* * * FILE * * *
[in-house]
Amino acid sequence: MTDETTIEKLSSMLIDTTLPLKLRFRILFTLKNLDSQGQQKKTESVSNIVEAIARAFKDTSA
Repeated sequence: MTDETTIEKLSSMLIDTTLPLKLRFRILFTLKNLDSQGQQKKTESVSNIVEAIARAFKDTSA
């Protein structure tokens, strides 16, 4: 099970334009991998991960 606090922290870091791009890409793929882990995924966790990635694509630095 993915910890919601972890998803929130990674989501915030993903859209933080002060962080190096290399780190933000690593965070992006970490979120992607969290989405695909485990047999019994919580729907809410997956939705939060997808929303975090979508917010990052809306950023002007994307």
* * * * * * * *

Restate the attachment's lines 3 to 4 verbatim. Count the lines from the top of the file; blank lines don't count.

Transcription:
Repeated sequence: MTDETTIEKLSSMLIDTTLPLKLRFRILFTLKNLDSQGQQKKTESVSNIVEAIARAFKDTSA
């Protein structure tokens, strides 16, 4: 099970334009991998991960 606090922290870091791009890409793929882990995924966790990635694509630095 993915910890919601972890998803929130990674989501915030993903859209933080002060962080190096290399780190933000690593965070992006970490979120992607969290989405695909485990047999019994919580729907809410997956939705939060997808929303975090979508917010990052809306950023002007994307």